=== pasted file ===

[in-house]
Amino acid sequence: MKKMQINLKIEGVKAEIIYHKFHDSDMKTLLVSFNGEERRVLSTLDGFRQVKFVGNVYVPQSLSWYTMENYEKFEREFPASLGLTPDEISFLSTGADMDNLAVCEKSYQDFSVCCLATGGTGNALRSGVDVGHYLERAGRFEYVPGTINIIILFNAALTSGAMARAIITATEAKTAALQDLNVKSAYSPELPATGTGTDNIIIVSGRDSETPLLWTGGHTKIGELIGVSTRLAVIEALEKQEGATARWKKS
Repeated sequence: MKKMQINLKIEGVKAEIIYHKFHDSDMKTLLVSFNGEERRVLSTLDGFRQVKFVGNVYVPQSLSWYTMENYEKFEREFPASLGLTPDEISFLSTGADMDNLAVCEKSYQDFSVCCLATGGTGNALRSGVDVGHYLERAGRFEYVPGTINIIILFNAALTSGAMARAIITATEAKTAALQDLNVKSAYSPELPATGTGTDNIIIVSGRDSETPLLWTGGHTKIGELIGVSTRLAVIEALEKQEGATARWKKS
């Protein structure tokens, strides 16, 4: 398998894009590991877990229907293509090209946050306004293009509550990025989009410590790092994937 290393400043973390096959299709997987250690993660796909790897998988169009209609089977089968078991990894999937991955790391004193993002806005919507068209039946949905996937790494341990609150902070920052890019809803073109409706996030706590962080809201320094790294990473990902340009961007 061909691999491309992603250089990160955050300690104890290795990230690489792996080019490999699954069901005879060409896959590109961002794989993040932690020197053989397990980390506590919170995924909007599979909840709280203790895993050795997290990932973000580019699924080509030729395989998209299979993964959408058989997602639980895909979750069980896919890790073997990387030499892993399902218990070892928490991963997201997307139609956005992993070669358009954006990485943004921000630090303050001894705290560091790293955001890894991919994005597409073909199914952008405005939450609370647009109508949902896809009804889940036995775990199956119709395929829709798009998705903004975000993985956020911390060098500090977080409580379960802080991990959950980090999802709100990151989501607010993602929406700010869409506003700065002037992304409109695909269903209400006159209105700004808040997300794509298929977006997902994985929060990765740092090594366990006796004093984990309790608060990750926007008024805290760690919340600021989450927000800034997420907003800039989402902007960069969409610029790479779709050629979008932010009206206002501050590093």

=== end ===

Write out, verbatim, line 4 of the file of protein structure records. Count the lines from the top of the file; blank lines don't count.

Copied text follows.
């Protein structure tokens, strides 16, 4: 398998894009590991877990229907293509090209946050306004293009509550990025989009410590790092994937 290393400043973390096959299709997987250690993660796909790897998988169009209609089977089968078991990894999937991955790391004193993002806005919507068209039946949905996937790494341990609150902070920052890019809803073109409706996030706590962080809201320094790294990473990902340009961007 061909691999491309992603250089990160955050300690104890290795990230690489792996080019490999699954069901005879060409896959590109961002794989993040932690020197053989397990980390506590919170995924909007599979909840709280203790895993050795997290990932973000580019699924080509030729395989998209299979993964959408058989997602639980895909979750069980896919890790073997990387030499892993399902218990070892928490991963997201997307139609956005992993070669358009954006990485943004921000630090303050001894705290560091790293955001890894991919994005597409073909199914952008405005939450609370647009109508949902896809009804889940036995775990199956119709395929829709798009998705903004975000993985956020911390060098500090977080409580379960802080991990959950980090999802709100990151989501607010993602929406700010869409506003700065002037992304409109695909269903209400006159209105700004808040997300794509298929977006997902994985929060990765740092090594366990006796004093984990309790608060990750926007008024805290760690919340600021989450927000800034997420907003800039989402902007960069969409610029790479779709050629979008932010009206206002501050590093």